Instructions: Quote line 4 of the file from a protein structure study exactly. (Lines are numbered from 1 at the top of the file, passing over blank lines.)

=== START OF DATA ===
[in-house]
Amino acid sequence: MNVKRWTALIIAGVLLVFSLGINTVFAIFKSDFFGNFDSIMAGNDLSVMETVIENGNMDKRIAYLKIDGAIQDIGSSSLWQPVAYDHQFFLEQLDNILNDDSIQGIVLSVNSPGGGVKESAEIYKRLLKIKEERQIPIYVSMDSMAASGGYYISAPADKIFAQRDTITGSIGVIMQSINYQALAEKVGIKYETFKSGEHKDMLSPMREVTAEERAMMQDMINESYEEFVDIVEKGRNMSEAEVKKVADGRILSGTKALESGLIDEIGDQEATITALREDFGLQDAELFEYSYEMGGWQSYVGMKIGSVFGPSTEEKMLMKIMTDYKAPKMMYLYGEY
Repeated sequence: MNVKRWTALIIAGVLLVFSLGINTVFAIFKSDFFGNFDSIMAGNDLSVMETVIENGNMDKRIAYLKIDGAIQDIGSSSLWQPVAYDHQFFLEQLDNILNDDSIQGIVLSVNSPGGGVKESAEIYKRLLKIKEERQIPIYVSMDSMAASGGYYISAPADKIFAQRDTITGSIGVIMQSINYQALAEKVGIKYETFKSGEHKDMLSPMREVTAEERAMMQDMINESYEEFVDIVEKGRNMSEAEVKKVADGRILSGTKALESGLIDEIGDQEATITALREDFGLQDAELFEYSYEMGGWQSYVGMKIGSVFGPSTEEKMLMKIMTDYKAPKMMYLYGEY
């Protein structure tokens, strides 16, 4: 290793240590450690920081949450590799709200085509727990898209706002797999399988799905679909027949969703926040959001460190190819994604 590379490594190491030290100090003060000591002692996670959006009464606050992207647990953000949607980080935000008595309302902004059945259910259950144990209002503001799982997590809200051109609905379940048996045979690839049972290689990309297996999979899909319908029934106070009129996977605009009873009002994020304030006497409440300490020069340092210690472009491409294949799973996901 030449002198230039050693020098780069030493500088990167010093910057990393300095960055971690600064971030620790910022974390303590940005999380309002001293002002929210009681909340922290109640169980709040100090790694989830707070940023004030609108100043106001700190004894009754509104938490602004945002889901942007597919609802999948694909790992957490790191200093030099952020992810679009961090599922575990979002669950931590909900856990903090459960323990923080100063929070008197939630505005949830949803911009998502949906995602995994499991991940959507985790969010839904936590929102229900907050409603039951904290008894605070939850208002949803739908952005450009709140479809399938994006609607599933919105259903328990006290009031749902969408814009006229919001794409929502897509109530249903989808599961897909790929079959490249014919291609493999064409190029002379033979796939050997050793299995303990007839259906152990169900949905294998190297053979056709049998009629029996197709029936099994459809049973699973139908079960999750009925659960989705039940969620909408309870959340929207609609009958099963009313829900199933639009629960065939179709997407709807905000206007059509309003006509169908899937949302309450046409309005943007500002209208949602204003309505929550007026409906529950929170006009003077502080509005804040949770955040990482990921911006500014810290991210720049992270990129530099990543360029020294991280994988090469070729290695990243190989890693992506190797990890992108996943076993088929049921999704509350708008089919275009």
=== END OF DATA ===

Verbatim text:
């Protein structure tokens, strides 16, 4: 290793240590450690920081949450590799709200085509727990898209706002797999399988799905679909027949969703926040959001460190190819994604 590379490594190491030290100090003060000591002692996670959006009464606050992207647990953000949607980080935000008595309302902004059945259910259950144990209002503001799982997590809200051109609905379940048996045979690839049972290689990309297996999979899909319908029934106070009129996977605009009873009002994020304030006497409440300490020069340092210690472009491409294949799973996901 030449002198230039050693020098780069030493500088990167010093910057990393300095960055971690600064971030620790910022974390303590940005999380309002001293002002929210009681909340922290109640169980709040100090790694989830707070940023004030609108100043106001700190004894009754509104938490602004945002889901942007597919609802999948694909790992957490790191200093030099952020992810679009961090599922575990979002669950931590909900856990903090459960323990923080100063929070008197939630505005949830949803911009998502949906995602995994499991991940959507985790969010839904936590929102229900907050409603039951904290008894605070939850208002949803739908952005450009709140479809399938994006609607599933919105259903328990006290009031749902969408814009006229919001794409929502897509109530249903989808599961897909790929079959490249014919291609493999064409190029002379033979796939050997050793299995303990007839259906152990169900949905294998190297053979056709049998009629029996197709029936099994459809049973699973139908079960999750009925659960989705039940969620909408309870959340929207609609009958099963009313829900199933639009629960065939179709997407709807905000206007059509309003006509169908899937949302309450046409309005943007500002209208949602204003309505929550007026409906529950929170006009003077502080509005804040949770955040990482990921911006500014810290991210720049992270990129530099990543360029020294991280994988090469070729290695990243190989890693992506190797990890992108996943076993088929049921999704509350708008089919275009």